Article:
Jun 2, 2024

A change of platform?


As some readers of this blog may already know, recently I have begun to use the Substack platform for some of my writing. But why?

This blog and my YouTube channel have become, over the course of about 16 years now, leading sources of information for a variety of technology topics related to translation and localization, not all of them having to do with memoQ. As well as a venue for other personal and professional expression. I've also got a presence on a few e-learning platforms and sporadic participation in several microblogging platforms.

The online professional landscape for language services has evolved so much in the past two decades that it is often rather difficult to determine the best messaging venues for educational content for working professionals, Quersteiger aspirants and students. To a large and unfortunate extent, a lot of the relevant discussions take place on commercial platforms like Facebook and LinkedIn, where the content is quickly buried in the infamous, often preposterous noise of those spaces. There is also the problem of curation, which was one of the reasons this blog was founded back in 2008 after Proz dot comjob lost its value as a professional space with the imposition of extreme censorship and expulsion of its most experienced and helpful community members, many of them former moderators.

Because of this fragmentation of the translation information space, I often find myself spending too much time digging up old (free) information for people with limited search skills or motivation, and in doing so I recognize time and again how much user interfaces for my professional tools have changed over the years, which also poses navigation problems for those who wish to apply the lessons. Menus are now ribbons, many functions have been renamed or moved to other places in the application, or new features have made some of the old solutions less relevant except for those still using very old software (and there are still many of these, which is why I am careful about "updates").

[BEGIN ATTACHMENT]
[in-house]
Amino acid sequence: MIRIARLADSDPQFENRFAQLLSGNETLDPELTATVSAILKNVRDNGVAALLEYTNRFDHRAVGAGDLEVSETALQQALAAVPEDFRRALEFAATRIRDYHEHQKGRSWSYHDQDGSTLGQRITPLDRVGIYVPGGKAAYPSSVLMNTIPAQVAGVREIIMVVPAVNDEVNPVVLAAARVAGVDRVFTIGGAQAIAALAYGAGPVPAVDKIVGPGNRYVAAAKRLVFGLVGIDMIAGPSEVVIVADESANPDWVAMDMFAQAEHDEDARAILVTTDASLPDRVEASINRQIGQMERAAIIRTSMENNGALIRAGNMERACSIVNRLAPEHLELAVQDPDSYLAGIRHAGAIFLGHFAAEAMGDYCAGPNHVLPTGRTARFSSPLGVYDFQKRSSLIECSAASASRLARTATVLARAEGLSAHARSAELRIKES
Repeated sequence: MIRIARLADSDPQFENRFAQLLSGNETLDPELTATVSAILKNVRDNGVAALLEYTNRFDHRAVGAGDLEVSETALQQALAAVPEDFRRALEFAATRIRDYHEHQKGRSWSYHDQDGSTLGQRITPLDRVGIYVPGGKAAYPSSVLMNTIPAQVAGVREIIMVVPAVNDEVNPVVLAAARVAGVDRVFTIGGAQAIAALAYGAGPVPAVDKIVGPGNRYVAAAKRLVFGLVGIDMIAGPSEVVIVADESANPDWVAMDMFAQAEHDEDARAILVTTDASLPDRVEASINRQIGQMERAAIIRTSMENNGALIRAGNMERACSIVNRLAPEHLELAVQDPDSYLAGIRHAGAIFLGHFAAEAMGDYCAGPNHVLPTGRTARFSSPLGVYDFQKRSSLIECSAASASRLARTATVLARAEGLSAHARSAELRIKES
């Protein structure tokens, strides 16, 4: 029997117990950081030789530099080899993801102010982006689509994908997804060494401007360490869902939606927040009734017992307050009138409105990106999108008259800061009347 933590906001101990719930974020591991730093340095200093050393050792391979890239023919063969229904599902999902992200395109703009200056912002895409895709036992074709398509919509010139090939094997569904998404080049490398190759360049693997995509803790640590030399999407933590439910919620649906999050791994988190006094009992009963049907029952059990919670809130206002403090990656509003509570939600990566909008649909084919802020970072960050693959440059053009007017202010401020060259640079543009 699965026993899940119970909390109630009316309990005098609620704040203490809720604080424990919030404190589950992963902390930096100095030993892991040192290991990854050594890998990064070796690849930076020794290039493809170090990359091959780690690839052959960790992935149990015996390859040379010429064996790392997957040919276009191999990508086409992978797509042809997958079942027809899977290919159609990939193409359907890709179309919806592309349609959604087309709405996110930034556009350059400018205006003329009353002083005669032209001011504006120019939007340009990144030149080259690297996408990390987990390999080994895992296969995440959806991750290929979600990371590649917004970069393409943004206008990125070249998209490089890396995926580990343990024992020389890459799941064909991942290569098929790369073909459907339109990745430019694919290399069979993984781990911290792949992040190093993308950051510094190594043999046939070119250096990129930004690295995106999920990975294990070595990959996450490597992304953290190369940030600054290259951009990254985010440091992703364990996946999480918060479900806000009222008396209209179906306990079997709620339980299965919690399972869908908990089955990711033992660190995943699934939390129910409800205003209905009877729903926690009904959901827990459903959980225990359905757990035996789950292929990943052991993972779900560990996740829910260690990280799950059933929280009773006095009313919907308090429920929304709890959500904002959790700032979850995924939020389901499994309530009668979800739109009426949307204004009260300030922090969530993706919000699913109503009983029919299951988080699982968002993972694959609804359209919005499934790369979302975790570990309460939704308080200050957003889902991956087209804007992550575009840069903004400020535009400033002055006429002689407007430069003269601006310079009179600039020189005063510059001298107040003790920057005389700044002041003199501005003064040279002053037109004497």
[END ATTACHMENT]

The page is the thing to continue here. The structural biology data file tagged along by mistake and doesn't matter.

And several times in the past year, I've been contacted by blog readers who had difficulties getting an RSS feed for this blog, which is apparently a rather oldtimey thing now.

So... in the past few years, I noticed that several authors whom I follow use the Substack platform (the historians Timothy Snyder and Heather Cox Richardson, also professor Marco Neves at Universidade Nova de Lisboa FCSH, whom I think of as a "Portuguese John McWhorter", and John McWhorter himself). A brief investigation on my part revealed several advantages to this, including fairly painless ways to organize a mix of free and paid content. So I decided to experiment.

After a month now, I would say I am largely pleased as a user of the website and iPhone app. I am still learning the best practices for using insertable buttons and unexpected features like "Notes" and "Threads", probably making more mistakes than I realize, but this does appear to be a good platform for tying together the rather scattered educational content I've been producing for more than two decades now and adding updates to these summaries. And perhaps the venue will prove more useful for discussions, more so than social media where they are quickly buried in platform noise.

I'm not abandoning this blog nor YouTube. There will still be content posted on both which may never appear in any form on the Translation Tribulations Substack. But that's probably the best place to look for now if you need current overviews of language service technology topics or you want a peek at some of my course content tests or textbook-related projects. I may post occasional pointers here on the blog to content on Substack, but the (free) subscription mechanism there is really a much better way (than RSS here, for example) to keep up to date.

So won't you join me?

1 comment:

  1. Side note, I have no problem with the RSS feed for your blog.


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